Natixis Canada Blog

News:


Bonds and Equities Produce Positive Returns in Q1 2017, Signalling Stronger Economic Growth for 2017

Ron Patton, Portfolio Manager, Natixis Strategic Balanced Fund

Market Review & Outlook

All asset classes – fixed income, Canadian equities, and global equities – produced a positive return in the first quarter. Equities continued to advance higher, with the MSCI World Index, up 5.8%, outperforming S&P/TSX Composite Index, which was up 2.4%, following an excellent performance in 2016. The FTSE Canada Universe Bond Index returned 1.2%, a significant rebound from the -3.4% return seen in the fourth quarter of 2016.

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Canadian Preferred Shares Continue Their Upward Pattern in March

Jeff Herold
Jeff Herold, Portfolio Manager, NexGen Canadian Preferred Share Fund

Canadian preferred share prices continued to move upward in a seesaw pattern during March. An absence of new issues and occasional ETF flows were contributing factors behind the market strength. Interestingly, increased purchases of preferred share ETFs had a delayed reaction to underlying preferred share prices. As well, when ETF volumes declined, it led to preferred share prices retracing their gains. The S&P/TSX Preferred Share index returned 1.81% in the month. The Solactive Laddered Rate Reset index gained 2.13%, as rate reset issues outperformed other types of preferred shares.

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Canadian Preferred Shares Continued to Move Upward in Price in February

Jeff Herold
Jeff Herold, Portfolio Manager, NexGen Canadian Preferred Share Fund

Following their very strong gains in January, Canadian preferred shares continued to move upward in price in February, but at a more subdued pace. Reduced activity in preferred share Exchange Traded Funds (ETFs) probably accounted for the smaller preferred share gains. The Bank of Montreal Laddered Rate Reset ETF (ZPR) experienced a 45% drop in units created from January to February, although a meaningful $81.8 million still flowed into the ETF. We suspect that the lower activity in ZPR reflected reduced hedging requirements for structured notes as the RSP season wound down. Because of the lower demand for rate reset preferred shares, that sector underperformed the broad market for the first time since last September. Also in February, new issue activity increased to four issues, compared with only one the previous month. The S&P/TSX Preferred Share index returned 1.49% in the month.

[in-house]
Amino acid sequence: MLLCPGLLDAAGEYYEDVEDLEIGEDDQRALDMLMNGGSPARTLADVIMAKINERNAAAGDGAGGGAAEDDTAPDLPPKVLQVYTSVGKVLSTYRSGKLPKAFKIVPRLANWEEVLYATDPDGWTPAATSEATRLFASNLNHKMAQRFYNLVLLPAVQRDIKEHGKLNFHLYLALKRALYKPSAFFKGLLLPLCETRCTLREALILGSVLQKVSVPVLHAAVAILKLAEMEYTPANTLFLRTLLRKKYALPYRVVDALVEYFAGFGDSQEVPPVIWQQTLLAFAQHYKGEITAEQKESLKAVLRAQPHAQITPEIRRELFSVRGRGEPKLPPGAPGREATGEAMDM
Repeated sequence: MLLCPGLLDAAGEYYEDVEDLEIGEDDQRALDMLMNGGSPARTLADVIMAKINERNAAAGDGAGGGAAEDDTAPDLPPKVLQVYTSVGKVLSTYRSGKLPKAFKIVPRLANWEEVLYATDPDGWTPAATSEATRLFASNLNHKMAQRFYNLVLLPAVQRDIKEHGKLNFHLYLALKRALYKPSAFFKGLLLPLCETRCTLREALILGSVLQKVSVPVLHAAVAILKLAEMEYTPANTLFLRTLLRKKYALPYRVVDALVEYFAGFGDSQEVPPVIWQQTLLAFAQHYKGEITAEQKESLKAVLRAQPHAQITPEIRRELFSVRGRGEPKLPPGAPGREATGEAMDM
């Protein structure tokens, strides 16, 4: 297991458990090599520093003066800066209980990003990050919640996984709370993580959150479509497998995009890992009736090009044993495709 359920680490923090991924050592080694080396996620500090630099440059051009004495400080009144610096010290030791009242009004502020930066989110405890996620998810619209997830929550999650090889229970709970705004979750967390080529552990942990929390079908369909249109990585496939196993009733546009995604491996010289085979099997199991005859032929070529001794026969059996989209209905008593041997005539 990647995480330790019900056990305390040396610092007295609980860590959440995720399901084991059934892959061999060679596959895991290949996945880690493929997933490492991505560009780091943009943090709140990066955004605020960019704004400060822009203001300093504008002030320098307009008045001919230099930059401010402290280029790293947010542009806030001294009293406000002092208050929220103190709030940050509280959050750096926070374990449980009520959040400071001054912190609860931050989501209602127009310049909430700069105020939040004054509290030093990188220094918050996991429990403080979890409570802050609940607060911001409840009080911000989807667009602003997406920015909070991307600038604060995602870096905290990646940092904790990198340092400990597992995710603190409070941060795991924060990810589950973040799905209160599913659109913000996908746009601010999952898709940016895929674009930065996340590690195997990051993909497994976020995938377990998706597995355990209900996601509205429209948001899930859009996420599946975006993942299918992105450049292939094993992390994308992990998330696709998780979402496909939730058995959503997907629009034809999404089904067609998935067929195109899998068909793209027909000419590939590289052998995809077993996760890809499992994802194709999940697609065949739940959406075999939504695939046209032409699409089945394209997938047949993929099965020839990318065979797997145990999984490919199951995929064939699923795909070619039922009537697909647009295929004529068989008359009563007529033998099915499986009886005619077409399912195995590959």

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Preferred Shares Immune to the Volatility Arising From the Changeover in U.S. Administration

Jeff Herold
Jeff Herold, Portfolio Manager, NexGen Canadian Preferred Share Fund

The Canadian preferred share market started 2017 with a bang, outperforming investment grade bonds, common stocks and even junk bonds by a significant margin. Unlike other securities, preferred shares were immune to the volatility arising from the changeover in the U.S. administration. In part, the strong performance of preferred shares reflected investors’ ongoing search for attractive yield combined with limited new issue supply. In addition to investors purchasing outstanding individual issues, preferred share ETF trading volumes hit a record high in January. We believe that much of the ETF activity did not reflect simple buying of the asset class, rather, it was hedging of structured notes linked to the preferred share market. The S&P/TSX Preferred Share index returned 4.05% in January.

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Divergence Between Stock and Bonds in Q4 2016 Highlights the Importance of a Balanced Strategy

Ron Patton, Portfolio Manager, Natixis Strategic Balanced Fund

Market Review & Outlook

The fourth quarter’s most distinctive attribute was the divergence between stock and bond performance, highlighting the importance of investing in a balanced strategy. The FTSE TMX Canada Universe Bond Index turned in its worst quarterly performance since March 1994. Yields increased ~45 basis points resulting in a -3.4% return. Stocks, represented by the MSCI World Index and the S&P/TSX Composite Index, moved higher. Canadian equities were the best performing asset class (up 4.5%), followed by global equities (up 3.9% in Canadian dollars), then bonds. As a result, our overweight position in global equities relative to Canadian equities was a slightly negative factor, while our underweight in bonds and our exposure to preferred shares was a positive factor.

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